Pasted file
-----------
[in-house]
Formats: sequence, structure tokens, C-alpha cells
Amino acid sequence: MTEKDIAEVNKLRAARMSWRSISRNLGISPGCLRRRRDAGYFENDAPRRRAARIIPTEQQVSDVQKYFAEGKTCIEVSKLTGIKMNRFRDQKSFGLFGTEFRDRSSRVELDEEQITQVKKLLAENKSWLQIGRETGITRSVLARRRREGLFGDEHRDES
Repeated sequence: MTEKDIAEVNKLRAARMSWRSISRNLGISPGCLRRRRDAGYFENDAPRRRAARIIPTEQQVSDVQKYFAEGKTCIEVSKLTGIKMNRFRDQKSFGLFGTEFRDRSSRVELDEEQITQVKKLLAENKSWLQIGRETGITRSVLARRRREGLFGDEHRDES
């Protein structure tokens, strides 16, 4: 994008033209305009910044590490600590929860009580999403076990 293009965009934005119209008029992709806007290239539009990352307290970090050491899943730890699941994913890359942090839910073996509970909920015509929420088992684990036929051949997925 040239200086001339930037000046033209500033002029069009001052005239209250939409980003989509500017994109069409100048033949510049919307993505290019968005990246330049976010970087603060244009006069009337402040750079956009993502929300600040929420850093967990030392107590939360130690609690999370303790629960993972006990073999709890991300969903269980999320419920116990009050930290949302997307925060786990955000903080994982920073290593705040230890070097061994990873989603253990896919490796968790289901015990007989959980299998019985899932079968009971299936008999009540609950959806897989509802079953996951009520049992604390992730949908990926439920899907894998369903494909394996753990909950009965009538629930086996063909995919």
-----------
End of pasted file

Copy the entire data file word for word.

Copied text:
[in-house]
Formats: sequence, structure tokens, C-alpha cells
Amino acid sequence: MTEKDIAEVNKLRAARMSWRSISRNLGISPGCLRRRRDAGYFENDAPRRRAARIIPTEQQVSDVQKYFAEGKTCIEVSKLTGIKMNRFRDQKSFGLFGTEFRDRSSRVELDEEQITQVKKLLAENKSWLQIGRETGITRSVLARRRREGLFGDEHRDES
Repeated sequence: MTEKDIAEVNKLRAARMSWRSISRNLGISPGCLRRRRDAGYFENDAPRRRAARIIPTEQQVSDVQKYFAEGKTCIEVSKLTGIKMNRFRDQKSFGLFGTEFRDRSSRVELDEEQITQVKKLLAENKSWLQIGRETGITRSVLARRRREGLFGDEHRDES
């Protein structure tokens, strides 16, 4: 994008033209305009910044590490600590929860009580999403076990 293009965009934005119209008029992709806007290239539009990352307290970090050491899943730890699941994913890359942090839910073996509970909920015509929420088992684990036929051949997925 040239200086001339930037000046033209500033002029069009001052005239209250939409980003989509500017994109069409100048033949510049919307993505290019968005990246330049976010970087603060244009006069009337402040750079956009993502929300600040929420850093967990030392107590939360130690609690999370303790629960993972006990073999709890991300969903269980999320419920116990009050930290949302997307925060786990955000903080994982920073290593705040230890070097061994990873989603253990896919490796968790289901015990007989959980299998019985899932079968009971299936008999009540609950959806897989509802079953996951009520049992604390992730949908990926439920899907894998369903494909394996753990909950009965009538629930086996063909995919």